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WITandWISDOM(tm) - March 20, 2000
Do what you can, with what you have, where you are. - Theodore Roosevelt
Source: Bits & Pieces, December 9, 1993, Copyright (c) Economic Press, Inc. Http://www2.ragan.com/html/main.isx?sub=1249
~~~~~~~ SPECIAL THOUGHTS:
Michael and I were reading a story about a boy doing his homework who was having trouble with fractions.
He was asked if he would rather have 1/3 of a pizza or 1/10 of a pizza. . .
I stopped and asked Michael, if he had that choice, what he would want.
He said, "I'd rather have 1/10 of a pizza."
I was wondering if he was having the same problem as the kid in the story when he finished, "That way more people could have it."
(Tom Roush via E-zine: TERESA'S JOKERS http://www.eGroups.com/list/jo-jokers/ )
~~~~~~~ THIS & THAT:
THINGS CHILDREN SAY & DO:
My oldest son, Dustin, was about 2 years old. When waking him first thing in the morning, my wife and I would often enter his bedroom and declare in bright tones, "Up and at 'em!" He must have decided to beat us to the punch as, early one morning, he came bounding into the master bedroom and awakened us with his inadvertent, Biblical variation: "Up and Eve!" - Larry Roberts
Drilling her students for a test, the history teacher asked if anyone could recite Washington's farewell address. Little TJ raised his hand and replied, "Heaven."
(E-zine: GIGGLES & GRINS Mailto:mailto:gigglesngrins- firstname.lastname@example.org)
One year when I was teaching second grade, a new child entered our class mid-year. His name was Daniel, and he brought a special light to our class.
Daniel came over to me one afternoon at the end of the school day. He said, "Ms. Johnson, I have a note for you from my old teacher. It's not on paper though, it's in my head." Daniel leaned over and said, "She wanted me to tell you how lucky you are to have me in your class!"
- By Krista Lyn Johnson from A 4th Course of Chicken Soup for the Soul, Copyright 1997 by Jack Canfield, Mark Victor Hansen, Hanoch McCarty & Meladee McCarty
(E-zine: CHICKEN SOUP FOR THE SOUL http://www.soupserver.com/ )
A family recently moved to New Jersey. The first night as the mother was putting her son, 2 1/2, to bed, she said, "Let's say our prayers to Jesus." And he answered, "Did he move with us, too?"
(E-zine: JOKE OF THE DAY Mailto:email@example.com )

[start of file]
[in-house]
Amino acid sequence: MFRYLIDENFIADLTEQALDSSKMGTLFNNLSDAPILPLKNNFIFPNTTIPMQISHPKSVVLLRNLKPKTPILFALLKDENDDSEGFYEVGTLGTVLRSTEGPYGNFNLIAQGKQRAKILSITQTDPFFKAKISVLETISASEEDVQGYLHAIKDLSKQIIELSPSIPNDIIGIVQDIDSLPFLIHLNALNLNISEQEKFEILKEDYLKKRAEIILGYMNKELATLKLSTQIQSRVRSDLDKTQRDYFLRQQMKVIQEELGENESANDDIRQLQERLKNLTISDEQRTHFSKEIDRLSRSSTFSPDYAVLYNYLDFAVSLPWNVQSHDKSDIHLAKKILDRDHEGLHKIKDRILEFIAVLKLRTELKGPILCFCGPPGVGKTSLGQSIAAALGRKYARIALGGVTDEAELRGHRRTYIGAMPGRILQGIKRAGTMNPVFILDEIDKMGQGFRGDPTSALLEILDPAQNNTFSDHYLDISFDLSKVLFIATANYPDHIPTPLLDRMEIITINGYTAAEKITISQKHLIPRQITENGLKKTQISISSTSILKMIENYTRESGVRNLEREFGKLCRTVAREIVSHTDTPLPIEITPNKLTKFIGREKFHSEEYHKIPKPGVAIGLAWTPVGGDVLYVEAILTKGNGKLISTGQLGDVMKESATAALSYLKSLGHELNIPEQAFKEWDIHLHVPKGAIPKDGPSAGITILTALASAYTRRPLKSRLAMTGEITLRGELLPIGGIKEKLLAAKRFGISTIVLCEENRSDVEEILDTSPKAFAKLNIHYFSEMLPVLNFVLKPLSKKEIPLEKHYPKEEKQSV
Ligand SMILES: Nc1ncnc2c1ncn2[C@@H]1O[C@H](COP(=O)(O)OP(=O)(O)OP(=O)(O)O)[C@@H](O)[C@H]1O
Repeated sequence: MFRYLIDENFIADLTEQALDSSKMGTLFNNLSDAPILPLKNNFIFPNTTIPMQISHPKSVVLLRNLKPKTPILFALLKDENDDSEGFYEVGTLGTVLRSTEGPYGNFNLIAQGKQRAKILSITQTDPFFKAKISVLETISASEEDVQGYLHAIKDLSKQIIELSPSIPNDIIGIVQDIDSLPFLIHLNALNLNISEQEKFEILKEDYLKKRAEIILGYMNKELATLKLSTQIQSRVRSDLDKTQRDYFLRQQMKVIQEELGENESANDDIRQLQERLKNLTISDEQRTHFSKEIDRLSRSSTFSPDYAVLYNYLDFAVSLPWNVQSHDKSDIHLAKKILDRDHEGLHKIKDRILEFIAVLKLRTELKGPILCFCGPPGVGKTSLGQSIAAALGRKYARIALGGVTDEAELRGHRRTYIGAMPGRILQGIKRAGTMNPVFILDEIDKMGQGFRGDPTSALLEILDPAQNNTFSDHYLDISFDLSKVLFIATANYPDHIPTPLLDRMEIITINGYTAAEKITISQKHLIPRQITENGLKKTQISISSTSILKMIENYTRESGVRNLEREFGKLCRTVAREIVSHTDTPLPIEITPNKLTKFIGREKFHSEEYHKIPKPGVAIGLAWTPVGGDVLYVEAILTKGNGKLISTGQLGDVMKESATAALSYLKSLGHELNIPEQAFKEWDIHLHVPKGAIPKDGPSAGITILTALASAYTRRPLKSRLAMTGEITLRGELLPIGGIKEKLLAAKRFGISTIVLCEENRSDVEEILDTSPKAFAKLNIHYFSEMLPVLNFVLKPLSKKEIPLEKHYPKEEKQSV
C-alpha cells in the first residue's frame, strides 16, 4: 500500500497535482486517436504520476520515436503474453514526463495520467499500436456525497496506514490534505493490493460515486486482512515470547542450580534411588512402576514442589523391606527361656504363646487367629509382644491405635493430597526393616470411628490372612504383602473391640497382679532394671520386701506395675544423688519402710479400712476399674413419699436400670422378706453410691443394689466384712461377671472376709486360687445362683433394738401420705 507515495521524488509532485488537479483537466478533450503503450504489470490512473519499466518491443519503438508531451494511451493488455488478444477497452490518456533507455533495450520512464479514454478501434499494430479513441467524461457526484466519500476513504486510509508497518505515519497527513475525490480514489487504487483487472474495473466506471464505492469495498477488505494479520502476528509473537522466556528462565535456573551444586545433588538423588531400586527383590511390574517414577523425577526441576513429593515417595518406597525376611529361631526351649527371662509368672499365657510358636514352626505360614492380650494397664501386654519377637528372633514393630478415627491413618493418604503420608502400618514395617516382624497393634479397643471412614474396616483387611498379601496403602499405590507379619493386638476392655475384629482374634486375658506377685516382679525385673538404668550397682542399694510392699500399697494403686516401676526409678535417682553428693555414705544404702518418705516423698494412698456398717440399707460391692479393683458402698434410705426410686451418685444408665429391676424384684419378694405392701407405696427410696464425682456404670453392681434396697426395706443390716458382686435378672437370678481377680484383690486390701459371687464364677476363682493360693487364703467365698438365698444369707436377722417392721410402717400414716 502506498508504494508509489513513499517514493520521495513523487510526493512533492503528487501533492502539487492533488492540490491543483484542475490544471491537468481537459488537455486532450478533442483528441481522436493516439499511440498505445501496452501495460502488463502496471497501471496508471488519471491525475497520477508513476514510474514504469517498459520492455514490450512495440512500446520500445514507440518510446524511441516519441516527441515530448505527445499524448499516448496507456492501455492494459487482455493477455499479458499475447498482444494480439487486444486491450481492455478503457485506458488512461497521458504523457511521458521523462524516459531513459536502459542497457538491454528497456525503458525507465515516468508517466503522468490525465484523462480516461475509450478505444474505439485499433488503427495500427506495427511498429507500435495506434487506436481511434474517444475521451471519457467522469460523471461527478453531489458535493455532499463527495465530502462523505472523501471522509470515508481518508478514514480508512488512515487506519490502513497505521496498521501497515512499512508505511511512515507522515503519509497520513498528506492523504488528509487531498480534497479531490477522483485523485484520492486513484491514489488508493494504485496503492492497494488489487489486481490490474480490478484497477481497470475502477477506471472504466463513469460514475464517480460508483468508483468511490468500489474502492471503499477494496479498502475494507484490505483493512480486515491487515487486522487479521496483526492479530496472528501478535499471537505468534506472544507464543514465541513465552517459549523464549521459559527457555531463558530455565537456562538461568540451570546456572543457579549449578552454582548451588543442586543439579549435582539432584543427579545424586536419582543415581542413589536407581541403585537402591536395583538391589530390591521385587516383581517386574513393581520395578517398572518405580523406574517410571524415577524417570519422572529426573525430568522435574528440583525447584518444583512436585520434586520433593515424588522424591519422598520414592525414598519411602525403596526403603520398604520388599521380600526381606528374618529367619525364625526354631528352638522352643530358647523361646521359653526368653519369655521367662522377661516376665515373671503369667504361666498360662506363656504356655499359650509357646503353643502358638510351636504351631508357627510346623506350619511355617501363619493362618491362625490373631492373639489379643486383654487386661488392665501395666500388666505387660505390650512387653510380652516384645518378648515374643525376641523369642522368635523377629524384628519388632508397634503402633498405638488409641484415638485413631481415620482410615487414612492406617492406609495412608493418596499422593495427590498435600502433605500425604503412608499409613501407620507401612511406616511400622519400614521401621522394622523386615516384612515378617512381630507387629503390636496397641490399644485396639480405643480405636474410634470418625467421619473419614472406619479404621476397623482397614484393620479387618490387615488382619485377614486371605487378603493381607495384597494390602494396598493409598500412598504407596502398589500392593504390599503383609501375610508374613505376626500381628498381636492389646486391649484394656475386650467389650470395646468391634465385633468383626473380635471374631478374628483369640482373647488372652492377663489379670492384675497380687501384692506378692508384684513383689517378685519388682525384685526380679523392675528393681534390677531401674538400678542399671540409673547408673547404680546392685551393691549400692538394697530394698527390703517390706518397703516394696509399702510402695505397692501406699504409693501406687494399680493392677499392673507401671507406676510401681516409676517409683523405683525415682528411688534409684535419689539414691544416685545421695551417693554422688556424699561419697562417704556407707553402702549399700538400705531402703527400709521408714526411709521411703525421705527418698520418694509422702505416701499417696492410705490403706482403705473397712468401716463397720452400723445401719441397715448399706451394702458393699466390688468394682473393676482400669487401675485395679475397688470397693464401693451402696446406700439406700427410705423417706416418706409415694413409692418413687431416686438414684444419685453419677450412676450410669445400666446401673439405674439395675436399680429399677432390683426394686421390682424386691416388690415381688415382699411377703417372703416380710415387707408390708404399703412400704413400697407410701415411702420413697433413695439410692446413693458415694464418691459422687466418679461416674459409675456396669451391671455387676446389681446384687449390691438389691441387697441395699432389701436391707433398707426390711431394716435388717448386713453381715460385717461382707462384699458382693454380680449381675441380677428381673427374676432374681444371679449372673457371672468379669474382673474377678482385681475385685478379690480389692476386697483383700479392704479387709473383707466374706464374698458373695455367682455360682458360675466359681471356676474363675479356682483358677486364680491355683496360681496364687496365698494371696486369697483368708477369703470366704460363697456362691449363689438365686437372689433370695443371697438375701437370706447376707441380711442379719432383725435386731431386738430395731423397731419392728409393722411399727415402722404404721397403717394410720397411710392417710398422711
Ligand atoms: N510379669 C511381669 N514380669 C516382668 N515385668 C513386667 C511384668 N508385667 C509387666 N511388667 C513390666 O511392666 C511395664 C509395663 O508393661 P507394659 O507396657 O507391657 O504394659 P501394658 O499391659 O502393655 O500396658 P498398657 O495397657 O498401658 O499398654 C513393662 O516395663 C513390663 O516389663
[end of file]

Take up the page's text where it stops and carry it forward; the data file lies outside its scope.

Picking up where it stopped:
~~~~~~~ KEEP SMILING:
They're know miss steaks in this newsletter cause we used special soft wear witch cheques you're spelling. It is mower or lass a weigh to verify. How ever is can knot correct arrows in punctuation ore usage: an it will not fined words witch are miss used butt spelled rite. Four example; a paragraph could have mini flaws but wood bee past by the spell checker. And it wont catch the sentence fragment which you. Their fore, the massage is that proofreading is knot eliminated, it is still berry much reek wired.
(E-zine: KITTY'S DAILY MEWS Mailto:kittysdailymews- firstname.lastname@example.org)
Why is there no "Q" or "Z" on many telephones? . . .
The telephone's pad of twelve buttons reflects its history. There are three letters on most buttons, except for zero, one, octothorp (#) and the star symbol (*), which have no letters. "Q" and "Z" are usually missing from the list. Why?
Instead of twelve buttons, telephones used to have circular plates with ten holes numbered from zero to nine. To make phone numbers easier to remember, the phone companies assigned letters to the numbers, so people could remember mnemonics like "Charleston" for C-H instead of the first two digits of a number.
Of the ten digits, zero was already used to dial the operator and one was used for internal phone company signals. That left eight numbers to which letters could be assigned. Three letters per number took care of 24 of the alphabet's 26 letters, and the least common letters "Q" and "Z" were left out, but not forever. Many telephones now show "Q" on the seven button, and "Z" on the nine button.
Early work on dial telephone systems:
The history of the telephone:
(E- zine: THE LEARNING KINGDOM http://www.tlk-lists.com/join/ )